Voice/Vision Holocaust Survivor Oral History Archive

Simon Cymerath - June 8, 1982


And you had to register then with the community council?

With the, with the Jewish community because the Jewish community had to supply to the German headquarters how many they need. Today they need three hundred Jews, tomorrow five hundred. Whatever they needed, but we had to be registered in the Jewish community.

Who registered you?

It was officials uh, Jewish, uh...

Jewish officials.

Everything was Jews.

People who were already leaders of the community.

Leaders of the community from before, the same thing. They made them responsible, the Germans made them responsible. For every need, they're not going to look for uh, private, you know. The only time they looked for uh, they did it on their own when we started to uh, wear those uh, Star of David.

The armbands.

The armbands. Then they didn't need a Jewish community. When they saw us in the street, come on, come on. Los, up, you know, on the uh, on the truck and they took us.

You mean they were pick...you were picked up off the street?

A lot of times.

Tell me what happened after that...


when they picked you up.

when they picked me up, they took me to work uh, let's see, about five miles or four miles away on a truck. And I worked. I worked there whatever they gave me to do. Shining there all the shoes, you know, the boots. Uh, cleaning the rooms, the headquarters, you know, what they, the, the Germans were occupying. And uh, all kind of uh, dirty work, and in the evening about six o'clock they sent us home, walk, walking. So, we had to, you know, come running and walking home. No pay, no food, nothing.

Were you guarded when you went home, or they just sent you home on your own?

On, on our own. This was the first few months, nobody was guarded. Uh, three months later, they took us--everybody had to give up the house and they had already prepared three streets and they made like a little ghetto. So, one day, we couldn't take nothing. Just we got, you know, it was so fast, they gave us like ten, fifteen minutes and we had to go that destination, you know. They told us the streets and we went there and we had a room. One room like this was about three, four families. We all slept on the floors. There was no, there was one bath but the rest was not--it was a wooden floor; it wasn't carpeted. It was a wooden floor and we all lay there on that, at night, you know, on that floor. And they start to uh, they gave us uh, like a ration in the Jewish community like a little, like a book, card, rations, you know.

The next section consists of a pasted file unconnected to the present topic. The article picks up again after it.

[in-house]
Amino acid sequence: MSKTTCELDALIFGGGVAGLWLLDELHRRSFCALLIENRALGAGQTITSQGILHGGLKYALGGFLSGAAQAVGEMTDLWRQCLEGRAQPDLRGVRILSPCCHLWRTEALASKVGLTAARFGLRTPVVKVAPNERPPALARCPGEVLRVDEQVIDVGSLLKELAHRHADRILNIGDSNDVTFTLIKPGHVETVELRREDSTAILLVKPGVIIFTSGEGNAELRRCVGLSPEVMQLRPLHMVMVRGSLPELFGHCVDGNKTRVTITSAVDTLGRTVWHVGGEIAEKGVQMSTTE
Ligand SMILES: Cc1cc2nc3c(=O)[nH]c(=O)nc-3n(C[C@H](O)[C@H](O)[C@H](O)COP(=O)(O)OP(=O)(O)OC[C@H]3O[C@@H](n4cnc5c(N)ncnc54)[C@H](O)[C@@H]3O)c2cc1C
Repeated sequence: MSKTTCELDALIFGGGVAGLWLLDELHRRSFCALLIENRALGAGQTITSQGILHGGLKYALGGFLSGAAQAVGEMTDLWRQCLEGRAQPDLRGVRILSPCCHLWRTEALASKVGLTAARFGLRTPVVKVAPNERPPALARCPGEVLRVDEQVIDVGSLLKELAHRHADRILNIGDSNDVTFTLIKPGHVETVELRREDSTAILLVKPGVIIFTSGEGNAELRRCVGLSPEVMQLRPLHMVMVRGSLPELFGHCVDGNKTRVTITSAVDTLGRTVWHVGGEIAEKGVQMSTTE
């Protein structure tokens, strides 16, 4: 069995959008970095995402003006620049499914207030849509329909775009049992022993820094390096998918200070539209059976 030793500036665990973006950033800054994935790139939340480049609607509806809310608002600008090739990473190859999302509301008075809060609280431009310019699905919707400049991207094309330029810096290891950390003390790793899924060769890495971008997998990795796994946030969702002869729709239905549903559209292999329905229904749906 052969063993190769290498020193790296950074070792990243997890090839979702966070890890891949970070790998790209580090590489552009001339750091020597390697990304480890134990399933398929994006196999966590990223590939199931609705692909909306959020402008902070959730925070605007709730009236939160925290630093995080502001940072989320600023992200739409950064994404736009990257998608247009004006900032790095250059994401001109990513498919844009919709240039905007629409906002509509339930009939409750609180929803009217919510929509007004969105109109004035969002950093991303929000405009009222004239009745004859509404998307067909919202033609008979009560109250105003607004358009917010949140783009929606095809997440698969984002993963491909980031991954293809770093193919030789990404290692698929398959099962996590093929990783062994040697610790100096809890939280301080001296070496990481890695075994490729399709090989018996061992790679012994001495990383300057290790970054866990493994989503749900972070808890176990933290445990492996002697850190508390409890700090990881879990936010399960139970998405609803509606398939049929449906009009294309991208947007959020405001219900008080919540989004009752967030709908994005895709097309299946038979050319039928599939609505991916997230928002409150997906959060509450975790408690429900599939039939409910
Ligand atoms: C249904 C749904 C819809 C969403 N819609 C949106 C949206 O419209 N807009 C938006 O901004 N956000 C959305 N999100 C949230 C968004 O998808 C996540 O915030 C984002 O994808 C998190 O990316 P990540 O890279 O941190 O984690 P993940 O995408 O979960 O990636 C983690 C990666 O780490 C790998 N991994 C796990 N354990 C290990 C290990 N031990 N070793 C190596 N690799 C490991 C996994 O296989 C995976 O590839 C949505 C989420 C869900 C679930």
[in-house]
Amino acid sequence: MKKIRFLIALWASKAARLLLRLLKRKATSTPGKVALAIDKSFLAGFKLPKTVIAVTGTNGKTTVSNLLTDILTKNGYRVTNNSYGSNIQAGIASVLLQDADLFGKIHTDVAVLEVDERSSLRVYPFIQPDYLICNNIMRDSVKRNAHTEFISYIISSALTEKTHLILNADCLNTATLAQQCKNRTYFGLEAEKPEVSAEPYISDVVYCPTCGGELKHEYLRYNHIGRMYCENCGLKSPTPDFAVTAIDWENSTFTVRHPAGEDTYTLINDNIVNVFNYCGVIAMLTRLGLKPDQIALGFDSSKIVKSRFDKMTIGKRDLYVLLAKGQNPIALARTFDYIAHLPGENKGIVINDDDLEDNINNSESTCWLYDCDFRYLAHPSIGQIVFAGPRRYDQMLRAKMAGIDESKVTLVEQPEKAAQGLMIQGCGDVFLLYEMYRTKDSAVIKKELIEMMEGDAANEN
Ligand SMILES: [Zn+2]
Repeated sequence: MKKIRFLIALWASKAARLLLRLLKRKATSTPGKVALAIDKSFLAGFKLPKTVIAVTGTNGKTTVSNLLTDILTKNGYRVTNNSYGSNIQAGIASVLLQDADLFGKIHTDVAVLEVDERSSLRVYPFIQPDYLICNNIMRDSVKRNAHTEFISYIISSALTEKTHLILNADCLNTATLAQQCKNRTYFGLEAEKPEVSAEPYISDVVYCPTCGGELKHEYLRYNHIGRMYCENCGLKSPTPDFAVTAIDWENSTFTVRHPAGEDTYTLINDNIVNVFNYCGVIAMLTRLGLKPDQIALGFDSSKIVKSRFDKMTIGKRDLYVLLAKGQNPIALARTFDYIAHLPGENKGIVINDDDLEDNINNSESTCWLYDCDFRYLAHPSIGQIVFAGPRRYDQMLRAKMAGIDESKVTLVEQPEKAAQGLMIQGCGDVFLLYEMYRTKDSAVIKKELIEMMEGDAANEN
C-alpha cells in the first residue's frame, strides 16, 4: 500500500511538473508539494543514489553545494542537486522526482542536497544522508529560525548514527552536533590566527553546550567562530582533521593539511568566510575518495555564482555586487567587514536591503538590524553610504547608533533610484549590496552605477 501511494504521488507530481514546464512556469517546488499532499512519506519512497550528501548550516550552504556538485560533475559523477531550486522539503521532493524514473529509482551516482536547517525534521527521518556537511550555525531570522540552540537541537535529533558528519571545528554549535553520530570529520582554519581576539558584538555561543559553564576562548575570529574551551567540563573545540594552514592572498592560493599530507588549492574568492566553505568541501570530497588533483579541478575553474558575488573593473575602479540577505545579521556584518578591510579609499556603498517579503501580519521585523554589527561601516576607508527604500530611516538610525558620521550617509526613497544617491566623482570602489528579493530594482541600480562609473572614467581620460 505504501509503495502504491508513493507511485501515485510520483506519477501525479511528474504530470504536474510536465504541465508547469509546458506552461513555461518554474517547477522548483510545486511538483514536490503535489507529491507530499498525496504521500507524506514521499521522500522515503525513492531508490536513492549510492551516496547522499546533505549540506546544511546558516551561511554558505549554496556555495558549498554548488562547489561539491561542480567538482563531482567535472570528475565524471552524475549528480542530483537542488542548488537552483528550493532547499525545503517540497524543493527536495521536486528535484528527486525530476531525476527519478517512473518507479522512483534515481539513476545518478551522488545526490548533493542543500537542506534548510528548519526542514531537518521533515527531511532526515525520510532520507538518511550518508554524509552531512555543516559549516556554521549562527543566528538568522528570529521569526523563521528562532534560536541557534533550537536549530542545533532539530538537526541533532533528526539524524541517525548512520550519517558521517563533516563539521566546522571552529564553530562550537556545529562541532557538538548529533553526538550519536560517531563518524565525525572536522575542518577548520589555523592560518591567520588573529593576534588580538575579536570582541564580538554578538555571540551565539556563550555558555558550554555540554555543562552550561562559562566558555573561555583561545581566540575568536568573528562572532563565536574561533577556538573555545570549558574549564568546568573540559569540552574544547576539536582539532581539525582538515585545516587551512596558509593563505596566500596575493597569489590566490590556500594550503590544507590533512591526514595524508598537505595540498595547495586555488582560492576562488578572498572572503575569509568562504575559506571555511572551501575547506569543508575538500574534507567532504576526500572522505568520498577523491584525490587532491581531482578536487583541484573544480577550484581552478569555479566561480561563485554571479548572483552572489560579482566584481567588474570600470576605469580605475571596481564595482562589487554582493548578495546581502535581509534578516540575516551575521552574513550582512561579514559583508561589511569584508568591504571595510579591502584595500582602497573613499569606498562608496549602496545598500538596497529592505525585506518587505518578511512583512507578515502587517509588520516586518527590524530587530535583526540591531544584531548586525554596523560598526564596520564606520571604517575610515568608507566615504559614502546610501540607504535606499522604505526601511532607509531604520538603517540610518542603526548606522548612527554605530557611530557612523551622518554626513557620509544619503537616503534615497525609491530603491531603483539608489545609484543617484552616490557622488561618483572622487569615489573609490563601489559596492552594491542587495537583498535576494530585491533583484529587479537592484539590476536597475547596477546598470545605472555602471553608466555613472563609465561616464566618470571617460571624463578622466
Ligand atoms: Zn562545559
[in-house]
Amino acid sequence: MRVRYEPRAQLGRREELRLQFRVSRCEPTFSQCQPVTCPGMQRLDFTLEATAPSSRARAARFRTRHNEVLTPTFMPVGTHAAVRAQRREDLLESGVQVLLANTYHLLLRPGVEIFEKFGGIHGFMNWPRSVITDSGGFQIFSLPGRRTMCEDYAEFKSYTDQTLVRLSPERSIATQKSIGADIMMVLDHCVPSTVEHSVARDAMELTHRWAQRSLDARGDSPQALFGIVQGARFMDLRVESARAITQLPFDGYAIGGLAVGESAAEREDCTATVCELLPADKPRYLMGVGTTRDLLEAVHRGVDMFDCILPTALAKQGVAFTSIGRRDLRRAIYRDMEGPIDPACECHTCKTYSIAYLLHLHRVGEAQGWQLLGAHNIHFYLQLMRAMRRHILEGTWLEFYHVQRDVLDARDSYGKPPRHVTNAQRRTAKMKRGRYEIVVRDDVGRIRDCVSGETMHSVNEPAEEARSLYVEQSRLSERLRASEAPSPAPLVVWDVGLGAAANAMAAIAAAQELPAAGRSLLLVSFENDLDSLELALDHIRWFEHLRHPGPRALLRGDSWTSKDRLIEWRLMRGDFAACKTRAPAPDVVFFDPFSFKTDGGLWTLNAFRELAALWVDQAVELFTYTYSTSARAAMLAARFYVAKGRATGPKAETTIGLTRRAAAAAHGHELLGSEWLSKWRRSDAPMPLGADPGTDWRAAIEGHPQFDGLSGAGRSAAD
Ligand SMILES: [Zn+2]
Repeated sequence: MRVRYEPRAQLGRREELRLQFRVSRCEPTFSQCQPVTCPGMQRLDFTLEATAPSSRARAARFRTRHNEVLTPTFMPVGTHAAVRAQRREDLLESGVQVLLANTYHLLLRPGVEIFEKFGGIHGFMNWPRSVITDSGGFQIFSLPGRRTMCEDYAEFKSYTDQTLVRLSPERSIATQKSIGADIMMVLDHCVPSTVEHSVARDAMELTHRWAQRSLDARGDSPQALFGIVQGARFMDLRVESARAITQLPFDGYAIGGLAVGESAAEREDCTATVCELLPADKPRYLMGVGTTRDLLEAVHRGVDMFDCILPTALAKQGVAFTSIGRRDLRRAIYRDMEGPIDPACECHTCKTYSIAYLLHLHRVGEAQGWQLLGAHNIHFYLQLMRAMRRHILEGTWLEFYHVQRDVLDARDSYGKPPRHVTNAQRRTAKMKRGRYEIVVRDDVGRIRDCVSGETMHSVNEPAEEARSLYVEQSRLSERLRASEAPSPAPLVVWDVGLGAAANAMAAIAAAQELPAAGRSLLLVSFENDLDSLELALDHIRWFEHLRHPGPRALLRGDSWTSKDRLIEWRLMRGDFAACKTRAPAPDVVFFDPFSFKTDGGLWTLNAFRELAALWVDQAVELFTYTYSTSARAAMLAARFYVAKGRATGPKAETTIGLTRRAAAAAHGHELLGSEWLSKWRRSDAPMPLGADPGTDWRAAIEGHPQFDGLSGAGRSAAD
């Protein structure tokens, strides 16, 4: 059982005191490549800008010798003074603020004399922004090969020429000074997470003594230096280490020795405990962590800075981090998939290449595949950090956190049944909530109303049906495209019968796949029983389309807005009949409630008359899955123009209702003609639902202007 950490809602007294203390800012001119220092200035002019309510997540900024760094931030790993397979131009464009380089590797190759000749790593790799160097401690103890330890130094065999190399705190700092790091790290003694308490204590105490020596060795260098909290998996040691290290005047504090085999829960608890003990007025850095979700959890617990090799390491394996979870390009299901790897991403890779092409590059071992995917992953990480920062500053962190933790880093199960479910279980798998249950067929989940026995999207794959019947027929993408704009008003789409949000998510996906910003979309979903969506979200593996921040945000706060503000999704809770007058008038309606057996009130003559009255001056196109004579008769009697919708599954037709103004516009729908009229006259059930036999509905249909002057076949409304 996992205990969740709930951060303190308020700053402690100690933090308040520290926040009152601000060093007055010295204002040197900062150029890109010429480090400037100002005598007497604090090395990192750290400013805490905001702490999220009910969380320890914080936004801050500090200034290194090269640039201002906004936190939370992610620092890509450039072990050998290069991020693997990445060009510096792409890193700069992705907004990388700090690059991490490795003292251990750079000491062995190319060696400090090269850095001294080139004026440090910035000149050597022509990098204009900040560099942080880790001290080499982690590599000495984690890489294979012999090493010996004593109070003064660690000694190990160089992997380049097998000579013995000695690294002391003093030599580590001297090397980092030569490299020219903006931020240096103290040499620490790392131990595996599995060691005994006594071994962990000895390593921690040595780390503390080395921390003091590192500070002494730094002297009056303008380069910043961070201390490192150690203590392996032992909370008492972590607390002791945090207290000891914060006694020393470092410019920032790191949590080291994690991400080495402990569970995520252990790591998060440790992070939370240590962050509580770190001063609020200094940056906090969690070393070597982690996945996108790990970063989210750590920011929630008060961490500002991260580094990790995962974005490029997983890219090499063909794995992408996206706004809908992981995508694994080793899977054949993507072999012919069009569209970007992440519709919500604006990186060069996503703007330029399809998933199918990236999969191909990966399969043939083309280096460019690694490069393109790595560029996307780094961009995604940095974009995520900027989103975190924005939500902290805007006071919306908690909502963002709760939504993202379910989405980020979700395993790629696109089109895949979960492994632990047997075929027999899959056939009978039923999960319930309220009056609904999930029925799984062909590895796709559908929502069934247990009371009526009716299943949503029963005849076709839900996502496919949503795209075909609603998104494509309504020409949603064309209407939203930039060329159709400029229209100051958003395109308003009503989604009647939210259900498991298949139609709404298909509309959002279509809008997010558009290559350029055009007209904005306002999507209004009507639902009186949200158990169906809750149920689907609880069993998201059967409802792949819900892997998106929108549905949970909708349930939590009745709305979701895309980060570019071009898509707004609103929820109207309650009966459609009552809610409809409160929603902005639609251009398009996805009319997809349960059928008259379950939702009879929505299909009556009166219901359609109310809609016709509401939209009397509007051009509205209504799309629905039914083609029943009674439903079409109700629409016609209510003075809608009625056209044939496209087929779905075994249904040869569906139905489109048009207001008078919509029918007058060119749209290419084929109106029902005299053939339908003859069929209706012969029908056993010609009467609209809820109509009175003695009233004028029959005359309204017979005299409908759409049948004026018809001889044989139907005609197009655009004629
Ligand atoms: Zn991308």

Ration book.

A ration book and so, so much for a family, like a pound of bread a day and uh, five gram of uh, sugar, you know, and a small piece of margarine. It wasn't enough to live. Very poor life. We couldn't get out no place. We were surrounded in those three blocks. Now. Then they gave an order. Who is going to uh, register in Hermann Göringwerke for work. The group age is from fifteen to uh, forty, for an example. Then the parents are going to be saved in the ghettos if he going to work in the factory. This is Zwangsarbeitslager, they called it. Forced labor camp. And uh, we got registered. And you, you want to save the family, and, and when you work they gave us an additional card in the factory for myself, but it was more than the whole family we had all together because this was a different setup already. It was like uh, you work for the government, for the German government. Okay, we worked there. And about two months later, they took us away from that factory...

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